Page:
Tyrone's undisputed number one Niall Morgan and his ruthless pursuit of excellence
As Niall Morgan prepares for this afternoon's Ulster final showdown with Monaghan, the Edendork clubman discusses with Brendan Crossan the scarring effects of Ballybofey 2013, his harrowing All-Ireland final preparations in 2018, pressure kicks and his reflections on the departure of Mickey Harte last year.
NIALL Morgan remembers Pascal McConnell sitting on the team bus to Ballybofey cautioning him about what lay ahead for Tyrone’s Championship debutant.
‘Are you ready for this, Niall? This is going to be different.’
Morgan politely nodded to McConnell, a wise sage, but he still thought the elder goalkeeper was overstating it.
“We played Donegal at home that first year in the League,” Morgan recalls.
“I saved Michael Murphy’s penalty, I scored three points and got man-of-the-match and things started to take off. I went down and did the press day for the League final.
“We lost the League final [to Dublin by a point], but I thought: ‘This is it.’ Here was me coming in, 21-years-of-age, first choice goalkeeper for Tyrone. Everybody did a lying year under Mickey [Harte] unless you were really special. I went straight in thinking: 'I’m really special' - but I was wrong!"
As the team bus rolled into town McConnell, who kept goal in Tyrone's All-Ireland final wins in '05 and '08, sounded like a broken down record-player: ‘The League’s behind you. You have to be ready for this.'
“I remember thinking: How can it be different? There were 36,000 in the League final – there’s going to be 18,000 in Ballybofey. That’s half the crowd...
“I can still picture Packie on the bus saying all this and I was sitting going to myself: ‘Nah.’"
Edendork’s bright young thing, who couldn’t put a foot wrong after leaving Irish League club Dungannon Swifts to play for Tyrone at the start of 2013, was guzzled up by the sheer magnitude of the day.
With each long-range free that breezed wide of Donegal’s goalposts the Ballybofey crowd roared with approval.
At the height of summer, a panto villain was unveiled.
“First round of the Championship, five missed free-kicks, the whole thing went to pot. I cupped my ears for the one that I did score and I made a fool out of myself.”
The Tyrone dug-out was absolutely jammed, so McConnell decided to grab a pew a few rows back in the main stand of MacCumhaill Park, and watched through clasped hands as Morgan and Tyrone’s nightmare unfolded.
For McConnell, the rookie goalkeeper should have been taken off the frees.
“With each missed free Mickey kept flagging Niall up and it garnered greater noise from the Donegal crowd, it was greater pressure on him and I’m thinking to myself: ‘Mickey, we need to kind of protect this lad here. Could we not go short for one of these? Is there another option?'
“Of course, Niall has gone on to do what he has done for Tyrone but I thought at that stage he should have been afforded greater protection from management.”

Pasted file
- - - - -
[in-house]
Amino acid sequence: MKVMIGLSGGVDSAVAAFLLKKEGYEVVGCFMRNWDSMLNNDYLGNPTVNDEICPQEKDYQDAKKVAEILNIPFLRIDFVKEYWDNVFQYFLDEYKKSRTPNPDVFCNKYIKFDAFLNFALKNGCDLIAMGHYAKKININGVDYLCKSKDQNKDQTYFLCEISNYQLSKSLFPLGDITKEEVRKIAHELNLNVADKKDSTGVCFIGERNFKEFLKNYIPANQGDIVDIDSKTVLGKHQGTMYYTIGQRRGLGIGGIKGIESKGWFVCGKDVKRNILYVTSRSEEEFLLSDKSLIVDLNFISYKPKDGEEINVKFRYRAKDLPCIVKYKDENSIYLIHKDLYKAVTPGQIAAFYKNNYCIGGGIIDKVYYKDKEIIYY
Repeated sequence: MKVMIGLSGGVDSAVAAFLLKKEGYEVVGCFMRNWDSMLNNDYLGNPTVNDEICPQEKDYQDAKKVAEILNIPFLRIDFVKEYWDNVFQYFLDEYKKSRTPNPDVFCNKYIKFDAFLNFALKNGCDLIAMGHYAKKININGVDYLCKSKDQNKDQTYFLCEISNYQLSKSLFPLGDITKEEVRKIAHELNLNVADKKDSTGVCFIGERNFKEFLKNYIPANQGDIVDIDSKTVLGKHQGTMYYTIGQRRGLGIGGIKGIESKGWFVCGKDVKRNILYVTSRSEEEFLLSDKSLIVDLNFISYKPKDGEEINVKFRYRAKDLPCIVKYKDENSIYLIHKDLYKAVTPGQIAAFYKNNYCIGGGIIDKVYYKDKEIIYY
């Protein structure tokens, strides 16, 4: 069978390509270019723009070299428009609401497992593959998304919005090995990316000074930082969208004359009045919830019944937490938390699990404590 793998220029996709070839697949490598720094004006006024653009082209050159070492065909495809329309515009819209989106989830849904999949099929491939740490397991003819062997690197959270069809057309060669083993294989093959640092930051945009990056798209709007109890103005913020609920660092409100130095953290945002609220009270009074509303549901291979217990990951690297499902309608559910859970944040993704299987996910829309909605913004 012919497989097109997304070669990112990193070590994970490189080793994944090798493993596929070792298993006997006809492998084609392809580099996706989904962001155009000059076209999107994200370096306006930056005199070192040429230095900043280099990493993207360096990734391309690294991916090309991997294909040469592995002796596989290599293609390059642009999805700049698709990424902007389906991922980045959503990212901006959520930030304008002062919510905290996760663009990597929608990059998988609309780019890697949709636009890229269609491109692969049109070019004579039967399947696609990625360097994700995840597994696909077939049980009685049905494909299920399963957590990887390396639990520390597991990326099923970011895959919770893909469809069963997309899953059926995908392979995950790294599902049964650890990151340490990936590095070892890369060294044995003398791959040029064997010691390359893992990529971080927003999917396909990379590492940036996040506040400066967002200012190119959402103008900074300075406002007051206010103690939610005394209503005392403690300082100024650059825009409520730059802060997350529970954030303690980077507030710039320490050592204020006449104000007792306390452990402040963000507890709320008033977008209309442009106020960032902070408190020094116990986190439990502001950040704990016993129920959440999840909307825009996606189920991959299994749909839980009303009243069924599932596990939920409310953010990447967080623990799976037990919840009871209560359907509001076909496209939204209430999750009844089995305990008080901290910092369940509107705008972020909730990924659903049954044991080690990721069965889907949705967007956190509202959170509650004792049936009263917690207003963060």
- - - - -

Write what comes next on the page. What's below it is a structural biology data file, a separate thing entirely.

A week after the humiliation Morgan hit eight frees for Edendork – where he plays outfield – and scored eight.
He suffered a lateral knee ligament injury a week after that and never got the chance to redeem himself in a Tyrone jersey for the rest of the year.
Upon his return to club and college action, he converted 17 consecutive frees before missing one.
But Ballybofey would niggle him forever and a day.
“We’ve had bad team days – the Kerry game a few of weeks ago where we conceded six goals was probably the most embarrassing I’ve ever had but, as an individual, Ballybofey was the worst experience imaginable.”
The scars remain from May 26 2013, but the psychological wounds of the day helped mould him into the goalkeeper he is today.
“I’d bought into everything that was being written about me. I know I was asked down to do that press day but I shouldn’t have been sent.
“I was allowed to be built up. I hate saying ‘regret’ but it’s something that I look back on and say that was a mistake.”
It took him three years to find redemption. In the 2016 Ulster final against Donegal in Clones, an early free was awarded to Tyrone approximately 45 metres from goal.
“I remember feeling the ball before I hit it - it was kind of flat and I was thinking: ‘Whatever you do, don’t change this ball because if you change it and miss, it’s going to be a disaster.’ [laughing]
“I went for absolute safety and curled it. I felt hitting that free and winning the final put it to bed and, of course, winning in Ballybofey in 2018 was the ultimate retribution.”
APPROACHING two hours, this interview is drawing to a close. A late-morning sun mercilessly beats off the back of Niall Morgan’s house in Cookstown.
The colliding chunks of ice in the large jug of diluted orange on the glass table beside us melted a long time ago.
His wife Ciara and kids Críostaí and Maisie are due home after a few days away.
With an eerily quiet house to himself, the primary school teacher managed two rounds of golf (he plays off a handicap of six) and he stitched a few thousand words onto his dissertation based around the impact of COVID lockdown on children’s fitness.
Before we finish, I scan my notes. A scribbled heading says: ‘Games that niggle you’.